I say DD is non-stem, not due to any struggles with math, but because her interests lie elsewhere. AOPS, Beast Academy, and similar enrichments would not be right for this kid because she isn't interested in math and has no patience for it. She begrudgingly spends 30 minutes to an hour on a lesson in Horizons.

Then CLE might work as a transition into Algebra.  Cross out review problems she doesn't need to shorten the lessons if they seem too long.  Explanations are in the light units but the TM has additional info if she needs your help.  If she does fine with math then she probably wouldn't need and would have no interest in doing Algebra I twice.  She could do CLE 700 then CLE 800 and be very well prepared for a standard Algebra I program plus it has Geometry so she would be prepared for Geometry as well.

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Thank you all for the suggestions.

 

I will give more thought to doing Algebra 1 twice, but only counting it for high school the second time. I was under the impression that after a child did Algebra 1, she would be bored doing it again. At least that was the advice I was given for my older DD in traditional school.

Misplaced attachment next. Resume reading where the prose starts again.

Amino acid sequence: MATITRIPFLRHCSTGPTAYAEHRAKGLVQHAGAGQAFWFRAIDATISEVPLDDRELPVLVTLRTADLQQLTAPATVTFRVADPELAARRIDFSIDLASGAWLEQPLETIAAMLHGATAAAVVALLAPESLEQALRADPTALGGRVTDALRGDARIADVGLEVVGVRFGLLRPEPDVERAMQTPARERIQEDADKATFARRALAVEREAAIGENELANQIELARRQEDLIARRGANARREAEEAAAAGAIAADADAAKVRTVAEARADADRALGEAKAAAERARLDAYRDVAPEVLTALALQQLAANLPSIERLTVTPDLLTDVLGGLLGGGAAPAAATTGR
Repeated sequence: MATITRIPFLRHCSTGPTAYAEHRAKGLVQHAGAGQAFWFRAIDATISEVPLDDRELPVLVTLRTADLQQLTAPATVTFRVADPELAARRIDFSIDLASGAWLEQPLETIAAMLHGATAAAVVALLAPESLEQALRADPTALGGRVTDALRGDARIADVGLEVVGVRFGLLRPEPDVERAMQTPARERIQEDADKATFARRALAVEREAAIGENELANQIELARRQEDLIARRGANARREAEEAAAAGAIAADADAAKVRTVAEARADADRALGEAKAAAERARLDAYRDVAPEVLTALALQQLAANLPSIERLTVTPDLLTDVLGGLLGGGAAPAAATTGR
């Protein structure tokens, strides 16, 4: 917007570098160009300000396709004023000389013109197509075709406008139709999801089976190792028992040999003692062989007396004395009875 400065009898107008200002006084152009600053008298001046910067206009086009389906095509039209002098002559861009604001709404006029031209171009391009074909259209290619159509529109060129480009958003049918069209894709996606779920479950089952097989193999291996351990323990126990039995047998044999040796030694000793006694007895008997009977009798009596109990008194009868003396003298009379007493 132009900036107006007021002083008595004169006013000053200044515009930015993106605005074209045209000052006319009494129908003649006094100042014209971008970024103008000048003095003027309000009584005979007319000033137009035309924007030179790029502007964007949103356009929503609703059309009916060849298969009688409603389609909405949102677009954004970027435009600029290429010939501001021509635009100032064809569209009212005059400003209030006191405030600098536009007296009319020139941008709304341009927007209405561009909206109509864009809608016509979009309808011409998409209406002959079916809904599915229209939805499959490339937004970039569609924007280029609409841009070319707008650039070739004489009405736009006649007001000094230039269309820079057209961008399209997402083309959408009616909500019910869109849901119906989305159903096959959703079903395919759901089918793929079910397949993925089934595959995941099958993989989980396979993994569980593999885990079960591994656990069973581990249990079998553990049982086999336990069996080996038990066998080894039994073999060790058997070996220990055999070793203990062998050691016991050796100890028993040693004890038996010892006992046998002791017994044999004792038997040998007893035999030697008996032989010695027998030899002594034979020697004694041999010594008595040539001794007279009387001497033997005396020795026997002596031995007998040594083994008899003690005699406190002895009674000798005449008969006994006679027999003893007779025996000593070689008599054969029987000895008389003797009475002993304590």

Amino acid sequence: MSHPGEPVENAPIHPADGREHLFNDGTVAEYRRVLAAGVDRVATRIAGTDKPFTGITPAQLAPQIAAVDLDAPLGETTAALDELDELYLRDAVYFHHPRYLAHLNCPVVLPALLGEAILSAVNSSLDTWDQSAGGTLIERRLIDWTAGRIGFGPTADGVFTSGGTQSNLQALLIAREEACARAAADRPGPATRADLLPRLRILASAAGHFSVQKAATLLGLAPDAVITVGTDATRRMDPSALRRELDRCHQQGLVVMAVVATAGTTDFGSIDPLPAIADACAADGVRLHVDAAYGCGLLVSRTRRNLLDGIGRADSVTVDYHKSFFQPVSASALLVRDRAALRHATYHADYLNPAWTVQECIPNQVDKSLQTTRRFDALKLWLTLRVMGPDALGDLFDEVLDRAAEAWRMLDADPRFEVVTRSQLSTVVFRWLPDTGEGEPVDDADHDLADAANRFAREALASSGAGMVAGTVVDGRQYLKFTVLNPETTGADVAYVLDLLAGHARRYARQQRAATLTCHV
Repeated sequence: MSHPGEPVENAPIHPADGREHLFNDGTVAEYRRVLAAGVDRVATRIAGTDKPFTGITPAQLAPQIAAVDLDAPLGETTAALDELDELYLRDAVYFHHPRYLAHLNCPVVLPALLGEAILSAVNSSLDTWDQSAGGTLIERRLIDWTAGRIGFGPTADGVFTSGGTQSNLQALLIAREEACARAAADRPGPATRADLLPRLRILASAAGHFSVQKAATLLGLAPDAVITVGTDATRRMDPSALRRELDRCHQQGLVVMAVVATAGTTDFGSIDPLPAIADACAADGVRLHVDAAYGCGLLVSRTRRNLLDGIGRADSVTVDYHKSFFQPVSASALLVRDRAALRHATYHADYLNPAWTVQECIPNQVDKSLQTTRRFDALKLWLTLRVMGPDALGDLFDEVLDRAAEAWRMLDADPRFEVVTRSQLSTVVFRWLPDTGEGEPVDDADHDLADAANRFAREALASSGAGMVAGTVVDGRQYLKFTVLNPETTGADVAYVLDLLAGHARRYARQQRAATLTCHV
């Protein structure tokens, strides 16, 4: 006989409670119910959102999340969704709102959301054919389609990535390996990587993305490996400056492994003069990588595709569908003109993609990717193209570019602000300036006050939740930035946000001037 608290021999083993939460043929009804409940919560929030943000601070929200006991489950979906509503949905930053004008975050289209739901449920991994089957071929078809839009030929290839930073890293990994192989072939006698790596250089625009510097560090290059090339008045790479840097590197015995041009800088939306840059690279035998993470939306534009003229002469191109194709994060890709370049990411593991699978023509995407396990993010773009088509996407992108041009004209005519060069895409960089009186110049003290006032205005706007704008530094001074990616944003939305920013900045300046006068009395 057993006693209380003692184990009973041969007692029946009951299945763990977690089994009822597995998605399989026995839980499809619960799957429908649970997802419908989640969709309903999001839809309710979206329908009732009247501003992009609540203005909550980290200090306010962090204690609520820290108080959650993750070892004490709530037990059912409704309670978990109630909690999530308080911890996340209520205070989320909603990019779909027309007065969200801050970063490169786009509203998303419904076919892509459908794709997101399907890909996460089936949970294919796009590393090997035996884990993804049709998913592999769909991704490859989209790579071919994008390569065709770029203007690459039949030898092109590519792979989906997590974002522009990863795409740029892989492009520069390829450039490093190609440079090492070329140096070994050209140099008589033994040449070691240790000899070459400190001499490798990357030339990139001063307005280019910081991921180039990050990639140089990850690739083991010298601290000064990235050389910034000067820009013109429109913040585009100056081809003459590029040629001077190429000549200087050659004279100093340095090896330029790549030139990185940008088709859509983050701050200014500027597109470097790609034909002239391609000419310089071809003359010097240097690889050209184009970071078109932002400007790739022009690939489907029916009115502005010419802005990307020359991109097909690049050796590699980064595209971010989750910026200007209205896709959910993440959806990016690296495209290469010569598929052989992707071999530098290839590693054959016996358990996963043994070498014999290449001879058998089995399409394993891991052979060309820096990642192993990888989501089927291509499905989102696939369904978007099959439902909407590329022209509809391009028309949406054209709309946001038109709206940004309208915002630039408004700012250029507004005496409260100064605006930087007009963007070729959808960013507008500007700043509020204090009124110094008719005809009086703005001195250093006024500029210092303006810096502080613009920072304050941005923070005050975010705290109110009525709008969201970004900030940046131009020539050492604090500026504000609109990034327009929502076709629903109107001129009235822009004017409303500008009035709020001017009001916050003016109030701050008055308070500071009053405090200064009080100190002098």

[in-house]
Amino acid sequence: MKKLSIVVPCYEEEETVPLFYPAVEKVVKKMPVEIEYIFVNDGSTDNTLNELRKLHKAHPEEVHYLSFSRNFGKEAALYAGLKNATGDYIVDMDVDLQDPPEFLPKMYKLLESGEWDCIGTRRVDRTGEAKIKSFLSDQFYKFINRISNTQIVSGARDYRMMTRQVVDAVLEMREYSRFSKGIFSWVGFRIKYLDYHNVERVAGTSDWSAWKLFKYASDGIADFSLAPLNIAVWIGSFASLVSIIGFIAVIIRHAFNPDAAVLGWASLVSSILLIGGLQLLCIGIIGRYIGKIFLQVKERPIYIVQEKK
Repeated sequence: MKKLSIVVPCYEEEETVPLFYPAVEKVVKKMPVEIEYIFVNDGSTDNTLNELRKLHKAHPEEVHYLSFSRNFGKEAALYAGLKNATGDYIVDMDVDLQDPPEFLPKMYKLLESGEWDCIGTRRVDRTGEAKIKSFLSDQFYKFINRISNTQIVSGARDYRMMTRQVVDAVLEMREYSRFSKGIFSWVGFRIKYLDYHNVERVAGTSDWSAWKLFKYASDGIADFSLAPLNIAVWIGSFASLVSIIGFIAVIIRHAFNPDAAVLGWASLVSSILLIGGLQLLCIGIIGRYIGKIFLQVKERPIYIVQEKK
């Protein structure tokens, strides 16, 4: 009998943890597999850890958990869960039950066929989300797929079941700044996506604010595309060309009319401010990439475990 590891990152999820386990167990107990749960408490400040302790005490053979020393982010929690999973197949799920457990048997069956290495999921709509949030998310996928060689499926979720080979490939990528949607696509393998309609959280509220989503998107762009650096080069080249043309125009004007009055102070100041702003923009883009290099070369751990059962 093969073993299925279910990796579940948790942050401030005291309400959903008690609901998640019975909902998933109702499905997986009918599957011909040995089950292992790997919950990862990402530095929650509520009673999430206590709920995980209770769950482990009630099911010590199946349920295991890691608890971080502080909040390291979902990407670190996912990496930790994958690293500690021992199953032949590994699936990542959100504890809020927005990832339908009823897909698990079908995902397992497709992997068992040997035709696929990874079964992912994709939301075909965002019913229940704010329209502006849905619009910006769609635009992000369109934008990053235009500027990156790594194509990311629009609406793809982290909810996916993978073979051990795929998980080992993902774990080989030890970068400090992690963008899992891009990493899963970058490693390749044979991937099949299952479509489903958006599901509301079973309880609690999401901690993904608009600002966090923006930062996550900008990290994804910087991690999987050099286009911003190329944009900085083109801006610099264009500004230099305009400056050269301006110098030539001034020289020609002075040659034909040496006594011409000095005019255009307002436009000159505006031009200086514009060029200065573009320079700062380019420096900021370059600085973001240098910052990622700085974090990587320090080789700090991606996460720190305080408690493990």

My younger DD is about to finish Horizon's elementary math, and she is quite ready to start prealgebra. I don't have the option of delaying the start of prealgebra until 7th or 8th grade. She has to continue doing math when she finishes her current book! She has already done Hands-On-Equations, and neither of us want to juggle multple resources.

 

I say DD is non-stem, not due to any struggles with math, but because her interests lie elsewhere. AOPS, Beast Academy, and similar enrichments would not be right for this kid because she isn't interested in math and has no patience for it. She begrudgingly spends 30 minutes to an hour on a lesson in Horizons.

There is alg, then there is alg, and then there is alg. The difference in the depth of coverage in MUS compared to Foerster's compared to AoPS is huge. Repeating alg from one to the other really won't bore most kids. My Dd who did all 3, yeah, she was most definitely bored the 3rd time round and refused to take another AoPS course ever again. ;) (she only did the AoPS book bc her brother pestered her to death to do it bc "she'd like it. " Not sure if it was her brother or the book that made her refuse to take another AoPS course. LOL!) But, the flip side is that her math skills are rock solid. :)

 

Completing Foerster's after MUS has absolutely not bored my kids. The challenge level of Foerster's builds well on the skills developed in MUS. Some of my kids have been on the young side when they started alg (10ish), so I have appreciated the white on the pages and the simplicity of the presentation bc they haven't been overwhelmed by text. It has made the move into a standard high school text the next yr easy.